Wednesday, September 17, 2014



Director/Screenplay: Werner Herzog

There's been numerous legendarily troubled movie shoots over time. “Apocalypse Now,”'s for instance was documented famously in the documentary "Hearts of Darkness: A Filmmaker's Apocalyspe", Katharine Hepburn wrote a book about the shoot for "The African Queen", just to get her frustration out of her system, "Heaven's Gate"..., the numerous failed attempts by Terry Gilliam to do "Don Quixote" but with all those, there’s one movie whose legendary shoot might just have everyone beat, and to absolutely no one’s surprise, the director in charge of that shoot, everyone’s favorite psychopath director, Werner Herzog. Les Blanc's award-winning documentary called “Burden of Dreams,” about the making of “Fitzcarraldo,”, shows these unbelievable lengths Herzog and everyone else inevitably went through to make the film. 

For starters, 40% of the film was shot when its star, Jason Robards, fell ill and had to back out of the project. Then when Herzog was out looking for a replacement, Robards’s co-star Mick Jagger had to leave to go on tour with the Rolling Stones. With nowhere else to go, he ended up having to write Jagger’s role out completely, and stuck with his old frienemy, Klaus Kinski having to play Fitzcarraldo, both of whom would try to hire hitmen to kill the other during the shoot. Then he had to relocate the film production 1200 miles down the Amazon after his film got caught in the middle of a local tribal war, and this was only the first year of this four-year filmmaking odyssey.

As crazy as the behind the scenes actual film of “Fitzcarraldo,” you practically gotta see to believe. Kinski plays Brian Sweeney Fitzgerald, a rubber manufacturer in South America at the turn of the 20th Century, who’s tried parlaying his work into other projects, all of which had failed. His passion however is opera, particularly Enrico Caruso and Sarah Bernhardt and his dream is to eventually build an opera house in the middle of the Amazon and have Caruso to perform there. In order to partake in this dream, he gets his wife (Claudia Cardinale) to finance him on a voyage up a river to an area where there’s numerous rubber trees still unclaimed because of the difficulty of getting there, along with the unfriendly natives, in combination of a second river, near the area that’s too rapid to travel back. His idea is to start claiming the land and building a city along an area where the two rivers nearly cross, and literally move the rubber by having a three story steamboat dragged from one river to another, oh, and in this scenario over a mountain! 

Here’s the real-life part that makes this a must-watch: Herzog, decided to actually pull a four-story story steamboat up the fucking mountain. There are no special effects, this is actually what he does, and then, during one incredible sequence, that was both shot for the film and went into the documentary, careens the boat into the rapids, and shoots while he’s on the boat. Believe it or not, this story is actually loosely based on a real guy who actually tried something like this, although that guy took the boat apart before dragging the parts to the other side of a mountain, built the boat again and then took to the new river. Herzog left it intact, and in fact injured a good number of Natives, and destroyed a few boats while trying this. Herzog believes, maybe more than anybody that one must sacrifice and do anything and everything possible, in order to make the movie, which to him, making movies is the ultimate artistic challenge, and the fact that his characters constantly challenge the unbending, unyielding limits of nature, show a man obsessed with the metaphoric struggle of having to live a life in a world that is so clearly not designed by man. (Not insinuating it was designed by God or any other higher being).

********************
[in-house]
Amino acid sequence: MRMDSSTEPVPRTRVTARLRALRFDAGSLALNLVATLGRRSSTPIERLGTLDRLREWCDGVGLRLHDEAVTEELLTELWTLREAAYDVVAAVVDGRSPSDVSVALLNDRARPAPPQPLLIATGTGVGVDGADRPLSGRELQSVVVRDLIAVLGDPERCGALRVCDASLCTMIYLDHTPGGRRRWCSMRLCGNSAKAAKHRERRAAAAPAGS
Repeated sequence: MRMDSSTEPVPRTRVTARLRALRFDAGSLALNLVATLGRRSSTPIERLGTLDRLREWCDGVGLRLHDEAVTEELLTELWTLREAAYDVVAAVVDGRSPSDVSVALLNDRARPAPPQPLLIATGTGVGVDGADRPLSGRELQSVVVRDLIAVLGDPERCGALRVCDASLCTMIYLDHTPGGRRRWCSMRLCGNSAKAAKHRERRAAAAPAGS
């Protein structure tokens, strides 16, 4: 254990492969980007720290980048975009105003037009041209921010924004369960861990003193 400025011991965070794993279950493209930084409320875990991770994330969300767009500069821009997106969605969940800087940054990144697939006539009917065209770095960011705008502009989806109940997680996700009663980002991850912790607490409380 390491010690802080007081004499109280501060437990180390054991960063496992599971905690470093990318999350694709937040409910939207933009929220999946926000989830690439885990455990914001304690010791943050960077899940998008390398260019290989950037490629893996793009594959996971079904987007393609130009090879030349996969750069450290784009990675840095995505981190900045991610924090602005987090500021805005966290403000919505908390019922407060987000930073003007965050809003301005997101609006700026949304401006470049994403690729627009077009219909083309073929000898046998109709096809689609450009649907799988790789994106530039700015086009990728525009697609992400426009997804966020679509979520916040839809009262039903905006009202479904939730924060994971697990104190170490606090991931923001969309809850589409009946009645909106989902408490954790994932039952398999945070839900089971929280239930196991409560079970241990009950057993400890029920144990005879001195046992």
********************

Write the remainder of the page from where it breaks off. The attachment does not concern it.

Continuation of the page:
Fitzcarraldo, might be Herzog’s most obsessed hero, and strangely enough, his most clear-thinking one. His idea is not bad, and in fact is fairly creative, and in many ways successful, up until the very end. The images of this steamship coming up through the Amazon with a gramophone blaring Caruso and fascinating the Natives is one of the most incredible images in film, and that's one of many numerous ones in this film. It’s certainly not Herzog’s best film, it’s way too long, and the plan is so far-fetched and impossible, it’s hero, well not surprisingly, is constantly bordering on madness. Maybe of course that’s the idea, but even if it wasn’t, I doubt it could’ve ended up any other way. Either way, Herzog’s “Fitzcarraldo,” is a symbol of the incredible lengths people go for achievement. How far one will go for their dreams and Herzog is an incredible symbol to the lengths one will go to for their art. 

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